Capital Gains Tax Blog Series 5: Updates for 2023

November 29, 2022

The thresholds for each tax rate are adjusted annually for inflation. The IRS has released  the 2023 thresholds (click here for the 2023 inflation adjustments).  Given the high inflation rates of late, the thresholds will increase at a greater rate for 2023 than they have in recent years. This is good for taxpayers, since it helps prevent upward movement from a lower long-term capital gains tax rate to a higher one from one year to the next.


To take advantage of the varied rates, you might want to sell capital assets over a span of years to be taxed at 0% or 15% over several years, instead of selling all your assets at once and having them all taxed at the 20% rate. You can also wait to sell capital assets in years in which you qualify for the 0% rate – e.g., after retirement, after a layoff, or in a year when you’re between jobs or have losses on other capital assets. These strategies are known as “tax gain harvesting.”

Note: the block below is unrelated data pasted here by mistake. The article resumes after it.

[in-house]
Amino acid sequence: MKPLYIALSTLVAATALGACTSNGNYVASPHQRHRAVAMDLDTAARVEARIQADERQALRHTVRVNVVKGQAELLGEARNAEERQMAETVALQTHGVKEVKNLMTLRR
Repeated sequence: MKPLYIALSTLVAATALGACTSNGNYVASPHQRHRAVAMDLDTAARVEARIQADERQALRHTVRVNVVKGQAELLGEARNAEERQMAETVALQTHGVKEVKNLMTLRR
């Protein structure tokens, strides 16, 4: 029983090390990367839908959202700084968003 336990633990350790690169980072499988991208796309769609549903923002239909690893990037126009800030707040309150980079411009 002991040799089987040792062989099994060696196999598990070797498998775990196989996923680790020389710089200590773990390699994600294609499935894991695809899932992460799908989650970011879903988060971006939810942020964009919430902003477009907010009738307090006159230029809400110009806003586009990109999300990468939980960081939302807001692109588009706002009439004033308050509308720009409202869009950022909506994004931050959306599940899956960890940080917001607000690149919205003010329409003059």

Special capital gains tax rates apply when certain assets are sold. For example, any gain from the sale of qualified small business stock that isn’t excluded is subject to a special capital gains tax rate of 28%. A special 25% rate also applies to something called unrecaptured Section 1250 gain. This is generally the amount of depreciation previously taken on real property, but it can’t exceed the amount of gain you realize from the sale of the property. In addition, gains from the sale of collectibles are taxed at 28%. This includes gains from the sale of art, antiques, stamps, coins, gold or other precious metals, gems, historic objects, or another similar items.

Note, however, that the special rates are maximum rates for people with higher incomes. If your ordinary tax rate is lower than the special rate (i.e., either 10%, 12%, 22% or 24%), your ordinary tax rate may apply to gain on qualified small business stock, Section 1250 gain, or collectibles.

Caution: In addition to the capital gains tax, there is also a surtax that applies to “net investment income.” (NII includes, among other things, taxable interest, dividends, gains, passive rents, annuities, and royalties.) If your income is above a certain threshold – $200,000 if single, $250,000 if filing jointly, or $125,000 if married filing a separate return – you generally must pay the additional 3.8% surtax on your capital gains. However, this surtax doesn’t apply to capital gains resulting from the sale of business assets if you’re an active participant or real estate professional.

Source: Kiplinger